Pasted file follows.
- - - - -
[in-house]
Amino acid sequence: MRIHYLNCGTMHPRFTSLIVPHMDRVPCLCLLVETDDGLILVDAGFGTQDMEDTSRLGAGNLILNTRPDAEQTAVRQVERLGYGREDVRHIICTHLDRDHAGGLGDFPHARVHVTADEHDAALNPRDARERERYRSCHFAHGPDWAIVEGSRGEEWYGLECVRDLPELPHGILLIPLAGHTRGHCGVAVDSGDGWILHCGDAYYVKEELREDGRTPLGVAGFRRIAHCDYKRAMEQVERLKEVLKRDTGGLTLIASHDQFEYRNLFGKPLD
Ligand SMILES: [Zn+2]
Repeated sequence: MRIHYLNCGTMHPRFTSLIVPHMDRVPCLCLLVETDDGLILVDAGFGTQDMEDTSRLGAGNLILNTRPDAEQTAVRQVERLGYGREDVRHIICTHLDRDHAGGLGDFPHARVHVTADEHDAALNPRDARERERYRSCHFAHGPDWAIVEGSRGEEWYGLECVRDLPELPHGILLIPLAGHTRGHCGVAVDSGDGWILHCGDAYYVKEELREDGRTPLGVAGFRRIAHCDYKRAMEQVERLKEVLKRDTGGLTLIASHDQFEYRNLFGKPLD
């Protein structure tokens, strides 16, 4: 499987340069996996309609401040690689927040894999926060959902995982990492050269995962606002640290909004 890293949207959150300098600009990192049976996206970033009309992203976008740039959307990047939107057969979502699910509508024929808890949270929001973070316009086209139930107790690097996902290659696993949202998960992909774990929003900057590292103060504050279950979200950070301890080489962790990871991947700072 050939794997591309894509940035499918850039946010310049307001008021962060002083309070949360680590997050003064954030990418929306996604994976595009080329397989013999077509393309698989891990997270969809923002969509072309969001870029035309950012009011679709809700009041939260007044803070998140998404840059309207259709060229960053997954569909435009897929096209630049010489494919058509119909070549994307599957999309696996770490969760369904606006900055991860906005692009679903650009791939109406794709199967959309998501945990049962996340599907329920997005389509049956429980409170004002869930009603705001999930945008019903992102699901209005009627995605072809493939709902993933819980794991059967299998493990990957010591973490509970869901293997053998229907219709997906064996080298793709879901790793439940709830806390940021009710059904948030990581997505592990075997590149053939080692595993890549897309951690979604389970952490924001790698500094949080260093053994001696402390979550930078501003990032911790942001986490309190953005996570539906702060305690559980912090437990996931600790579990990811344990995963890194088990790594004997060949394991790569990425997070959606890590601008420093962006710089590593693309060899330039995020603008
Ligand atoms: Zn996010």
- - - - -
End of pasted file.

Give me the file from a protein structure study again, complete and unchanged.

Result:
[in-house]
Amino acid sequence: MRIHYLNCGTMHPRFTSLIVPHMDRVPCLCLLVETDDGLILVDAGFGTQDMEDTSRLGAGNLILNTRPDAEQTAVRQVERLGYGREDVRHIICTHLDRDHAGGLGDFPHARVHVTADEHDAALNPRDARERERYRSCHFAHGPDWAIVEGSRGEEWYGLECVRDLPELPHGILLIPLAGHTRGHCGVAVDSGDGWILHCGDAYYVKEELREDGRTPLGVAGFRRIAHCDYKRAMEQVERLKEVLKRDTGGLTLIASHDQFEYRNLFGKPLD
Ligand SMILES: [Zn+2]
Repeated sequence: MRIHYLNCGTMHPRFTSLIVPHMDRVPCLCLLVETDDGLILVDAGFGTQDMEDTSRLGAGNLILNTRPDAEQTAVRQVERLGYGREDVRHIICTHLDRDHAGGLGDFPHARVHVTADEHDAALNPRDARERERYRSCHFAHGPDWAIVEGSRGEEWYGLECVRDLPELPHGILLIPLAGHTRGHCGVAVDSGDGWILHCGDAYYVKEELREDGRTPLGVAGFRRIAHCDYKRAMEQVERLKEVLKRDTGGLTLIASHDQFEYRNLFGKPLD
């Protein structure tokens, strides 16, 4: 499987340069996996309609401040690689927040894999926060959902995982990492050269995962606002640290909004 890293949207959150300098600009990192049976996206970033009309992203976008740039959307990047939107057969979502699910509508024929808890949270929001973070316009086209139930107790690097996902290659696993949202998960992909774990929003900057590292103060504050279950979200950070301890080489962790990871991947700072 050939794997591309894509940035499918850039946010310049307001008021962060002083309070949360680590997050003064954030990418929306996604994976595009080329397989013999077509393309698989891990997270969809923002969509072309969001870029035309950012009011679709809700009041939260007044803070998140998404840059309207259709060229960053997954569909435009897929096209630049010489494919058509119909070549994307599957999309696996770490969760369904606006900055991860906005692009679903650009791939109406794709199967959309998501945990049962996340599907329920997005389509049956429980409170004002869930009603705001999930945008019903992102699901209005009627995605072809493939709902993933819980794991059967299998493990990957010591973490509970869901293997053998229907219709997906064996080298793709879901790793439940709830806390940021009710059904948030990581997505592990075997590149053939080692595993890549897309951690979604389970952490924001790698500094949080260093053994001696402390979550930078501003990032911790942001986490309190953005996570539906702060305690559980912090437990996931600790579990990811344990995963890194088990790594004997060949394991790569990425997070959606890590601008420093962006710089590593693309060899330039995020603008
Ligand atoms: Zn996010």